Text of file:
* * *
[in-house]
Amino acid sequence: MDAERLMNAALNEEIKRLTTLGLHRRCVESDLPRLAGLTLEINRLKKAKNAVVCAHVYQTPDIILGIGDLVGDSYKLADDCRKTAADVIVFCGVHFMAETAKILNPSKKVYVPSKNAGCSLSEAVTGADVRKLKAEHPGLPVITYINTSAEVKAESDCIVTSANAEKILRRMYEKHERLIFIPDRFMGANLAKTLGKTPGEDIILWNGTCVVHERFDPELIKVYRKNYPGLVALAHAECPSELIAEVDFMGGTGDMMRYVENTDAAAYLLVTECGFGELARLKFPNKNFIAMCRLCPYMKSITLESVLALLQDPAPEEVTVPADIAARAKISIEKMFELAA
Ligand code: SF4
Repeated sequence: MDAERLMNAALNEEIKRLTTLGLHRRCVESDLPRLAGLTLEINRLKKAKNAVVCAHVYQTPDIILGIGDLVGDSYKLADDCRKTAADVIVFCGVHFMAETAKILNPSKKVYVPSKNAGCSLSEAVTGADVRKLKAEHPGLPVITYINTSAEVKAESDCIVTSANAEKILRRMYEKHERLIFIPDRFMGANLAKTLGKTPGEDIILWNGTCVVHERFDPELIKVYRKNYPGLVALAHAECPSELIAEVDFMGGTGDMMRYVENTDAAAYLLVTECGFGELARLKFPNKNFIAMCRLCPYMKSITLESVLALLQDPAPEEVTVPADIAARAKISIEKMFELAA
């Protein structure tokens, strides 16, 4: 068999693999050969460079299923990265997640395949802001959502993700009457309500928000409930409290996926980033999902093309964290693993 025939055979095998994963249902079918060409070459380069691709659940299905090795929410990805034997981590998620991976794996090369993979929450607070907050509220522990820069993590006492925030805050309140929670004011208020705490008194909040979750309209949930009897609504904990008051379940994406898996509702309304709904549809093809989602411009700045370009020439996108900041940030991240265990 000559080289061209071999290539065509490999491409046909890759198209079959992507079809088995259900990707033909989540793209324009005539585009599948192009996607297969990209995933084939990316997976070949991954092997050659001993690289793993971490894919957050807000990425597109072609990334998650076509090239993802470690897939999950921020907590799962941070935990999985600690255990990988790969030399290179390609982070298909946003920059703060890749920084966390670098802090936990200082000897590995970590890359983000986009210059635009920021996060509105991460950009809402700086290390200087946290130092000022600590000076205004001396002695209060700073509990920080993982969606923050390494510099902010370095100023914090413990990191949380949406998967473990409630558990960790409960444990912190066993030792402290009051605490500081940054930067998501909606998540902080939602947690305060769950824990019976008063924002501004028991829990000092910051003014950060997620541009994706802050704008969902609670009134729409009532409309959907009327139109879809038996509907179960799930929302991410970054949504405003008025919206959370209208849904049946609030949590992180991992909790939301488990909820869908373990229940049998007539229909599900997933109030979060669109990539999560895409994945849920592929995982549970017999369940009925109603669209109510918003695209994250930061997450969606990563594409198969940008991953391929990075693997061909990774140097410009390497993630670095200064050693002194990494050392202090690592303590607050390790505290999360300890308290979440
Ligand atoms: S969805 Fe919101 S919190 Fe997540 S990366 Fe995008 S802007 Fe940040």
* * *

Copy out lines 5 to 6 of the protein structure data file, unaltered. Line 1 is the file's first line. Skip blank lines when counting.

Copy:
């Protein structure tokens, strides 16, 4: 068999693999050969460079299923990265997640395949802001959502993700009457309500928000409930409290996926980033999902093309964290693993 025939055979095998994963249902079918060409070459380069691709659940299905090795929410990805034997981590998620991976794996090369993979929450607070907050509220522990820069993590006492925030805050309140929670004011208020705490008194909040979750309209949930009897609504904990008051379940994406898996509702309304709904549809093809989602411009700045370009020439996108900041940030991240265990 000559080289061209071999290539065509490999491409046909890759198209079959992507079809088995259900990707033909989540793209324009005539585009599948192009996607297969990209995933084939990316997976070949991954092997050659001993690289793993971490894919957050807000990425597109072609990334998650076509090239993802470690897939999950921020907590799962941070935990999985600690255990990988790969030399290179390609982070298909946003920059703060890749920084966390670098802090936990200082000897590995970590890359983000986009210059635009920021996060509105991460950009809402700086290390200087946290130092000022600590000076205004001396002695209060700073509990920080993982969606923050390494510099902010370095100023914090413990990191949380949406998967473990409630558990960790409960444990912190066993030792402290009051605490500081940054930067998501909606998540902080939602947690305060769950824990019976008063924002501004028991829990000092910051003014950060997620541009994706802050704008969902609670009134729409009532409309959907009327139109879809038996509907179960799930929302991410970054949504405003008025919206959370209208849904049946609030949590992180991992909790939301488990909820869908373990229940049998007539229909599900997933109030979060669109990539999560895409994945849920592929995982549970017999369940009925109603669209109510918003695209994250930061997450969606990563594409198969940008991953391929990075693997061909990774140097410009390497993630670095200064050693002194990494050392202090690592303590607050390790505290999360300890308290979440
Ligand atoms: S969805 Fe919101 S919190 Fe997540 S990366 Fe995008 S802007 Fe940040």